Column: Use these tips to up your tennis game a notch
Wouldn't you like to take your tennis game up a level without rewriting the book? Well, then read on because I'm going to give you a few tips that may give you the tools to do just that.
Tennis is a game of consistency, but if you don't have much of that you're in trouble, especially when you're playing someone who can chase down ball after ball.
So what do you do in this instance?
When you're on the short side of most groundstroke rallies, it's time to take the net at every opportunity. Now if you don't own at least a so-so volley and overhead, you'd better go back to stage one, and that's take some lessons and get some extra practice in.
That said, by taking the net on a player who hits decent groundies, you are applying more pressure on their shots and have the chance by being close to the net to knock some shots out of the air for possible winners or at the least - tougher shots for them to deal with. And if you're gonna go down in flames, you'd might as well be the aggressor because it's more fun for you and your opponent.
To just sit back and lose point after point as you hit the ball long, in the net, wide or just watch them hit winners by you doesn't make for an hour or so of much enjoyment.
So, now you're in the game, but you can't break the player who has the big serve, what can you do here?
If they're hitting to your weaker side and that's the problem, cheat. No, I don't mean cheat them by calling it out, although that's one way to get in their head, I mean to squeeze over to the side they've been hitting to and force them to hit to your strength...the side you return better from.
When the serve coming at you is harder than you're used to, back up and take just block the ball back with a volley type motion. Be ready to spring forward with your footwork so you're playing the ball, it's not playing you.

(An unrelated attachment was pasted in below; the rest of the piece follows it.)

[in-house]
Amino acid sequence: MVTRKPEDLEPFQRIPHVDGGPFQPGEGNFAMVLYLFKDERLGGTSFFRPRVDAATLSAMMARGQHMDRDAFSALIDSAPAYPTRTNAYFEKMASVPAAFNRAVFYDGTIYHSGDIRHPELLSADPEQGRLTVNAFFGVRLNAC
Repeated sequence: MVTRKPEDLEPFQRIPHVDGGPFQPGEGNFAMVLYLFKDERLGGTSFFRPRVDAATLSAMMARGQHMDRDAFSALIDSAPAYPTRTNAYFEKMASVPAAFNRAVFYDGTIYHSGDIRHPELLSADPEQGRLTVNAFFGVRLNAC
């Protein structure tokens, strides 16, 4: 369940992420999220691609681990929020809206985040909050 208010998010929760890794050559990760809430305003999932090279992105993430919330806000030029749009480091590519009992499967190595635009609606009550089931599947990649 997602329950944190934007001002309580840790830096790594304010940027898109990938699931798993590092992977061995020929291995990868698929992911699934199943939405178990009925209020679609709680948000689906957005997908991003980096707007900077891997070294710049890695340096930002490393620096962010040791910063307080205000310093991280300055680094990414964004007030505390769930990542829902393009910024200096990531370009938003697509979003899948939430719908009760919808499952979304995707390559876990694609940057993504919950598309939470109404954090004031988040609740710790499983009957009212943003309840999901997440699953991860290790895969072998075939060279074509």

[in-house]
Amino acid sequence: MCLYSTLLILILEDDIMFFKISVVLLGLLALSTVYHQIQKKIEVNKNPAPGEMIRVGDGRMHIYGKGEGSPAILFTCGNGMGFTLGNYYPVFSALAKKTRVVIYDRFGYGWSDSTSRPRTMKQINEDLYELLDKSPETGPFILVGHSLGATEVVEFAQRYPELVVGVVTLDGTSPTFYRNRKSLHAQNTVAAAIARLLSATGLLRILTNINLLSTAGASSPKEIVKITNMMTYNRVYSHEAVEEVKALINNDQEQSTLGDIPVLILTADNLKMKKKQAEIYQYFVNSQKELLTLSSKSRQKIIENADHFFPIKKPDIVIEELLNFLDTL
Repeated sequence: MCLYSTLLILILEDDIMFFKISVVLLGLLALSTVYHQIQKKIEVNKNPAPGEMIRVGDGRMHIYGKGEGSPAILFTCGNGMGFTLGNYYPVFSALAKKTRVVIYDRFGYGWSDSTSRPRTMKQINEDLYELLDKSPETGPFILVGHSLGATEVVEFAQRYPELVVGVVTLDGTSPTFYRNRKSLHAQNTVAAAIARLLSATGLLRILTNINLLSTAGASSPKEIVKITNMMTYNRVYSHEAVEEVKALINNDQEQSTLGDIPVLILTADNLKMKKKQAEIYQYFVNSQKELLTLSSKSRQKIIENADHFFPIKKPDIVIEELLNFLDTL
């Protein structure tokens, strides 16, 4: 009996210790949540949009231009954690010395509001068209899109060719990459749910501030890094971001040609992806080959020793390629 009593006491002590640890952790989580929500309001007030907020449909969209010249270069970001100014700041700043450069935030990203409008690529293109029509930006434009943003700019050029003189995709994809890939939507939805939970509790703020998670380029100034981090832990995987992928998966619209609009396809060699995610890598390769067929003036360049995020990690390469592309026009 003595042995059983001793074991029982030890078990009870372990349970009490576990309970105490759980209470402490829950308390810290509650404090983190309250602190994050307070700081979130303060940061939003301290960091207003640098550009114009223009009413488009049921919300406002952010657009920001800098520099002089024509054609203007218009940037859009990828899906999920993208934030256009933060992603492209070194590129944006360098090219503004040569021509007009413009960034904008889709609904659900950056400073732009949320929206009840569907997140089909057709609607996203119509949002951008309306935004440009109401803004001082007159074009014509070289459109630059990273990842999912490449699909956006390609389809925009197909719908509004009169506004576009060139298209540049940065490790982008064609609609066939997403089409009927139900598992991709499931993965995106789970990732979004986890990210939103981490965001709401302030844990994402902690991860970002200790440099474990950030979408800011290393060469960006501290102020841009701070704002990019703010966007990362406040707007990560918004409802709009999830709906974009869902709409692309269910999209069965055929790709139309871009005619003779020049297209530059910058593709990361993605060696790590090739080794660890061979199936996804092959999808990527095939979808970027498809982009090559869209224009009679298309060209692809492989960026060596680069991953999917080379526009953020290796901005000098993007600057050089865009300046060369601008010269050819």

Keeping a good attitude is hard when you're getting waxed, but if you want to have a chance of doing better, keep your chin up and your chest out.
Bad body language is the beginning of your opponent romping over and through you.
Excuses need to go out the window, and positive thoughts must continue to flow through whatever amount of brain matter you own. Laugh when you make a mistake and on changeovers give some thought to what your plan of action is for the next couple games.
Current Davis Cup captain Jim Courier would bring a book out on changeovers to take his mind off the pressure he was feeling...but in social tennis that might be considered rude.
In doubles, hopefully you have some good extra help, but in some cases the partner you're playing with may seem like an anchor around your waist - like you're on the Titanic and have only a short period of time before the ship goes down.
If you have a choice in partners, make sure you get someone you enjoy playing with that can enhance your game, not bring it down. Unfortunately many times you're stuck with who you draw and vice-versa.
As a partner, do your best to be positive, cover your side of the court, and if you're the better player don't give advice unless it's asked for.
If you're the partner that's sinking the ship, keep smiling-don't make excuses as the mistakes mount and tell your partner in crime that you'll keep plugging. What other choices are there?
Unless, you don't mind your partner taking over more of the court and shots by poaching or using different formations that may enhance your chances.
Last but not least, just remember the following. Hit the ball to the open court. If they like it deep, hit it short and when they run up, lob it over their head. Get your serves in. Double faults don't cut it, if you have to weenie it in, do it. Smile no matter what happens. Get your racquet low to the ball and don't hit the net. And in your down time, PRACTICE!
Chris Howard is a local USPTA Tennis Professional with over 35 years in the racquet and fitness industry. He can be reached at firstname.lastname@example.org or 928-642-6775.